Nebraska Border Towns to the Pine Ridge Indian Reservation before and after the Wounded Knee Massacre
This paper addresses the history of the Nebraska - Pine Ridge border town communities in Dawes and Sheridan counties before and after the Wounded Knee Massacre. Prior to many of the early non-Native settlers, the US military presence at Ft. Robinson and Camp Sheridan set a precedent of how local Natives and non-Natives met in social and economic settings throughout the rest of the nineteenth century. As the US military served more as a police force in western-Nebraska, calls from the east to remove Red Cloud and Spotted Tail agencies out of the state for the oncoming wave non-Native settlers came to fruition by 1878. Then as small groups of non-Native settlers found their way to western-Nebraska, they sought to take advantage of their geographic proximity to the Pine Ridge Indian Reservation for economic purposes. As quickly as the nearby border towns of Gordon, Rushville, Hay Springs, and Chadron formed, Nebraska became a major supply point for many legal and illegal goods and services to the reservation. As the 1880s progressed, the small border towns adopted many of the same social and racial views of that of the US military maintaining its presence in the region. As a result of these economic and social constructs, further animosities toward local Natives escalated through the spread of rumors among settlers leading up to and following the Wounded Knee Massacre in 1890. Often times, these tense moments were mostly rumors or hearsay, but the sporadic moments of violence after Wounded Knee, between Natives and non-Natives, shaped how settlers viewed their Native neighbor.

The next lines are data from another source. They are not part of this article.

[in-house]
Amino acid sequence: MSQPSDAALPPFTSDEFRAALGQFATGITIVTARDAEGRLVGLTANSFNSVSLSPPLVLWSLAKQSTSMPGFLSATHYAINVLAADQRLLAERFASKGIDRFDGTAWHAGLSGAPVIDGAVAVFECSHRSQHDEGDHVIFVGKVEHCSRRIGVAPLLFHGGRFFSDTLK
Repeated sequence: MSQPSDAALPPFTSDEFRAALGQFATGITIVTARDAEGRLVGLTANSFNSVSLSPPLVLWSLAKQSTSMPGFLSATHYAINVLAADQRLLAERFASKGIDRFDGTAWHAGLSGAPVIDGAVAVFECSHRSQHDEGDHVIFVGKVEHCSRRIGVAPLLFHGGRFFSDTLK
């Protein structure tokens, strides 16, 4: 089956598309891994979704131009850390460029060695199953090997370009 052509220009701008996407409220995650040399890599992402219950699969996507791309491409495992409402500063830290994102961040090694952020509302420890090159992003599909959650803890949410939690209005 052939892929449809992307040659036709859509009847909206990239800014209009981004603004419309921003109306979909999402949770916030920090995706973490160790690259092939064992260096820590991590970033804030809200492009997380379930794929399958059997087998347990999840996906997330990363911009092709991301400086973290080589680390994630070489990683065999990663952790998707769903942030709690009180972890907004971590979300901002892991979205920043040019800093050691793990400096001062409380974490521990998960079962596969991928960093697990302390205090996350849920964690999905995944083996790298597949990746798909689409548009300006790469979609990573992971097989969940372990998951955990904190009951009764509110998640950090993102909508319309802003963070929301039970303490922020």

Broc Anderson, Graduate Student, University of Nebraska-Kearney
Broc Anderson is originally from Alliance, Nebraska, and found a niche for Nebraska history early on. In 2017, he graduated from Chadron State College with his bachelors in Social Science Education and taught at Gordon-Rushville High School for one year. Broc then continued his education at the University of Nebraska at Kearney and now near the end of his Master's thesis that focuses on a borderland history of the Nebraska Panhandle to the Pine Ridge Indian Reservation. Since August 2019, Broc has been at the Buffalo County Historical Society/Trails & Rails Museum as the Community Engagement Director in organizing events, fundraisers, and many other museum related duties.
(photo credit Todd Guttula, UNK Communications & Marketing)